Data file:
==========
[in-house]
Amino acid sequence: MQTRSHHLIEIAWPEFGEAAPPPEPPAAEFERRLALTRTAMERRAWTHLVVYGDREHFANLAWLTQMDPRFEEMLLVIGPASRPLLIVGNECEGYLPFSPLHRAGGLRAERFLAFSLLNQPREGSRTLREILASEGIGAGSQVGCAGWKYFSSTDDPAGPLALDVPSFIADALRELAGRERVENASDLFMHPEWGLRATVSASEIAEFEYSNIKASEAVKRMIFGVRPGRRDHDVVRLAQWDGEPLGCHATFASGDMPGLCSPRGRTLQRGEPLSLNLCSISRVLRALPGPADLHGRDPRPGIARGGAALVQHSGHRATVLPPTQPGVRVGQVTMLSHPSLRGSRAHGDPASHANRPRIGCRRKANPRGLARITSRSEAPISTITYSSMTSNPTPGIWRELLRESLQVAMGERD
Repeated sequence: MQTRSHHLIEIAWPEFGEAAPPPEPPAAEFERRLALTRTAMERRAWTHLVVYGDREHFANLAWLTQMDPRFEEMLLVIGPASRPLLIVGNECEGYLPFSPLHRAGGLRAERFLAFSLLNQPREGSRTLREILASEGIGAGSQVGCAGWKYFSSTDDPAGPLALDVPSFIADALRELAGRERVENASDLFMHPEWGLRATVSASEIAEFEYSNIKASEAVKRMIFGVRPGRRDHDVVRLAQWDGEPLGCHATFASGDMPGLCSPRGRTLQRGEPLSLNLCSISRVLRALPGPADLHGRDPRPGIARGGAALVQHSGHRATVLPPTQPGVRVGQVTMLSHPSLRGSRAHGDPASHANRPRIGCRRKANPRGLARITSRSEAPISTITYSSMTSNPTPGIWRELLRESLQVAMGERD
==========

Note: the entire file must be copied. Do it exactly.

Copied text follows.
[in-house]
Amino acid sequence: MQTRSHHLIEIAWPEFGEAAPPPEPPAAEFERRLALTRTAMERRAWTHLVVYGDREHFANLAWLTQMDPRFEEMLLVIGPASRPLLIVGNECEGYLPFSPLHRAGGLRAERFLAFSLLNQPREGSRTLREILASEGIGAGSQVGCAGWKYFSSTDDPAGPLALDVPSFIADALRELAGRERVENASDLFMHPEWGLRATVSASEIAEFEYSNIKASEAVKRMIFGVRPGRRDHDVVRLAQWDGEPLGCHATFASGDMPGLCSPRGRTLQRGEPLSLNLCSISRVLRALPGPADLHGRDPRPGIARGGAALVQHSGHRATVLPPTQPGVRVGQVTMLSHPSLRGSRAHGDPASHANRPRIGCRRKANPRGLARITSRSEAPISTITYSSMTSNPTPGIWRELLRESLQVAMGERD
Repeated sequence: MQTRSHHLIEIAWPEFGEAAPPPEPPAAEFERRLALTRTAMERRAWTHLVVYGDREHFANLAWLTQMDPRFEEMLLVIGPASRPLLIVGNECEGYLPFSPLHRAGGLRAERFLAFSLLNQPREGSRTLREILASEGIGAGSQVGCAGWKYFSSTDDPAGPLALDVPSFIADALRELAGRERVENASDLFMHPEWGLRATVSASEIAEFEYSNIKASEAVKRMIFGVRPGRRDHDVVRLAQWDGEPLGCHATFASGDMPGLCSPRGRTLQRGEPLSLNLCSISRVLRALPGPADLHGRDPRPGIARGGAALVQHSGHRATVLPPTQPGVRVGQVTMLSHPSLRGSRAHGDPASHANRPRIGCRRKANPRGLARITSRSEAPISTITYSSMTSNPTPGIWRELLRESLQVAMGERD